History of a Vital Industry: How Modern Plumbing Has Changed the World

Today, with all the massive leaps in technology and the miraculous effects of modern medicine, people often forget what they owe their great quality of life to. There are countless different factors contributing to it, which would take several books to fully catalogue and explain, but one particular profession that is often overlooked is plumbing. Therefore, here are a few ways in which modern plumbing in Aurora, Newmarket, and everywhere else have changed the world.

Hands being washed.
To really appreciate the impact that modern plumbing has had on people’s lives, we first have to look at what the world was like before the practices and conventions that have made the trade what it is today. After the collapse of the Roman Empire, a huge majority of European people who had lived under its oppression began spreading a doctrine of hatred for absolutely everything the empire had introduced to their societies, including bathing. Somewhere along the line, a ludicrously popular belief that getting wet at all caused illness sprung up, and the cultural aversion to bathing continued through most of the dark ages.
Before the introduction of modern plumbing, bathroom facilities (provided you were rich or privileged enough) consisted of a bowl, pitcher, wash stand, and chamber pot. Almost everywhere in Europe and later in the colonial Americas human waste was thrown into the street or dumped anywhere that seemed convenient.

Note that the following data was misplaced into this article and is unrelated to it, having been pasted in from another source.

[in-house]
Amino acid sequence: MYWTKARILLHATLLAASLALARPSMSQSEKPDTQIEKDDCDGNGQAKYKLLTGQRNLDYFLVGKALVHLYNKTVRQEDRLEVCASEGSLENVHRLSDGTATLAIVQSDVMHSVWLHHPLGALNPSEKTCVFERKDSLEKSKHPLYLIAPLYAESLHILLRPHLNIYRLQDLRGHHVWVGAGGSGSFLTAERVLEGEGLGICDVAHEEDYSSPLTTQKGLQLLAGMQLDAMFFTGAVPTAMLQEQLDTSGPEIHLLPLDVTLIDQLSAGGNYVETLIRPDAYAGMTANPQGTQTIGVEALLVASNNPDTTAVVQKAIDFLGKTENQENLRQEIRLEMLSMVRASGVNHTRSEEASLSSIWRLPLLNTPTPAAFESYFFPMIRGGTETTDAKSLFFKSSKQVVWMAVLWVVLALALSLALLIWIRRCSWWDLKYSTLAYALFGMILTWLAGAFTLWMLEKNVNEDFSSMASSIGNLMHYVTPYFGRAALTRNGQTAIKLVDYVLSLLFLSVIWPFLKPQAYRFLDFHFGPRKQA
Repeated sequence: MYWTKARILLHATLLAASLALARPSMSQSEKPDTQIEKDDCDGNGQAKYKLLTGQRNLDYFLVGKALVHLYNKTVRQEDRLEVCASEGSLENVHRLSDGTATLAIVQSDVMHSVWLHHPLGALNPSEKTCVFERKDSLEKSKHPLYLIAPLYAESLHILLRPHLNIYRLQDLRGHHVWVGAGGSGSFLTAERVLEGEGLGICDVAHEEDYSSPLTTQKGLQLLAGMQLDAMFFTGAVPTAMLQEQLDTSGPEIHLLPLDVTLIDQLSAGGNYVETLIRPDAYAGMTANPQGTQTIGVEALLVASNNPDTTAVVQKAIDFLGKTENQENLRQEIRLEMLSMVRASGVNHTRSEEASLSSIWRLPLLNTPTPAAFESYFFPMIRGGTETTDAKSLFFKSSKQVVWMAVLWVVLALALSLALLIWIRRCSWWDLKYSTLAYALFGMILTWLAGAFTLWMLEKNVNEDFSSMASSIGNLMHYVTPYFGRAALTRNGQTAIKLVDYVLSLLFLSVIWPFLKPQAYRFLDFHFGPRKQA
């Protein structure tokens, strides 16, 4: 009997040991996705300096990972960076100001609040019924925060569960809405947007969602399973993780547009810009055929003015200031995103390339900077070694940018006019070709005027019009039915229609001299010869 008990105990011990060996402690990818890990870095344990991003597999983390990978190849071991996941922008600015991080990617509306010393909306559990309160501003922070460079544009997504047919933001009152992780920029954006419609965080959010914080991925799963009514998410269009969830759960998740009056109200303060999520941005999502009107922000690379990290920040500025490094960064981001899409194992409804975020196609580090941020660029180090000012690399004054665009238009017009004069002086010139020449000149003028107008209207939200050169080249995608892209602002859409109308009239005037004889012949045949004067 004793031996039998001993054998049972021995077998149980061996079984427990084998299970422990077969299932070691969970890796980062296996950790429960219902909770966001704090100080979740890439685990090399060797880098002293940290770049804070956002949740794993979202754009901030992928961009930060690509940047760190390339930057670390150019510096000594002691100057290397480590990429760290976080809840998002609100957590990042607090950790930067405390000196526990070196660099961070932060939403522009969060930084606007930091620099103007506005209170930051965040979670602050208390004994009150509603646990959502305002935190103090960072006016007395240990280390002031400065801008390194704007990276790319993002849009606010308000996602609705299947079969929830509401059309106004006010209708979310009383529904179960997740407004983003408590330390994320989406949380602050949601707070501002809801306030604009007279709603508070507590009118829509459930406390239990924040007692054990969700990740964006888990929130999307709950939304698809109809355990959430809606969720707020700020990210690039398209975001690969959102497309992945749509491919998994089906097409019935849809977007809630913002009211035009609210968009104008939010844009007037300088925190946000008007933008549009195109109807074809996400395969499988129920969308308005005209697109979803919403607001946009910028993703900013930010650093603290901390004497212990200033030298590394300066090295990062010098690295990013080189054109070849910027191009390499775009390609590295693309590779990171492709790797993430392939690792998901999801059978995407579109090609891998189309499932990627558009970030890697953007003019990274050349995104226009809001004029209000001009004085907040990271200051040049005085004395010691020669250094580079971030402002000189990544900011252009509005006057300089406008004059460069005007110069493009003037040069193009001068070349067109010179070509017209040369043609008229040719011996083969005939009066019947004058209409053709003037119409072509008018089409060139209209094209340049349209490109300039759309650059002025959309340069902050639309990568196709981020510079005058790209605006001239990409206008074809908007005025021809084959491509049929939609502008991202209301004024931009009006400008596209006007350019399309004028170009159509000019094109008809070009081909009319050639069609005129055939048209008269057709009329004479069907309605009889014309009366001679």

This unwitting disregard for hygiene, particularly in more built-up, urbanised areas, lead to almost constant infestation problems with rats and other vermin. The most devastating result of this by far was the Black Death. Although no one has an exact figure, the plague is thought to have killed between 75 and 200 million people, roughly a third of the entire population of Europe at the time.
Looking back at these periods in history, it’s easy to see how much of a positive impact modern plumbing has had on people’s day to day lives, but there’s still strong evidence of this in the modern day. Just twenty years ago during the Rwandan refugee crisis, there were huge outbreaks of dysentery among refugees who were living in camps that were lacking in proper plumbing facilities. This led to a UN campaign to supply the camps with purified water, and encourage refugees to use outhouses and keep human waste as far as possible from any living quarters. After these measures were brought in, the rate of dysentery plummeted.
Needless to say, plumbing systems and practices have come a long way since its early days. The next time you enjoy a glass of water from your tap or a hot shower in your home in Ontario, it would be nice to whisper a silent thanks to those who contributed to the improvement and growth of today’s plumbing industry.
History of Plumbing, Inventors.about.com
Thank a Plumber, BestPlumbers.com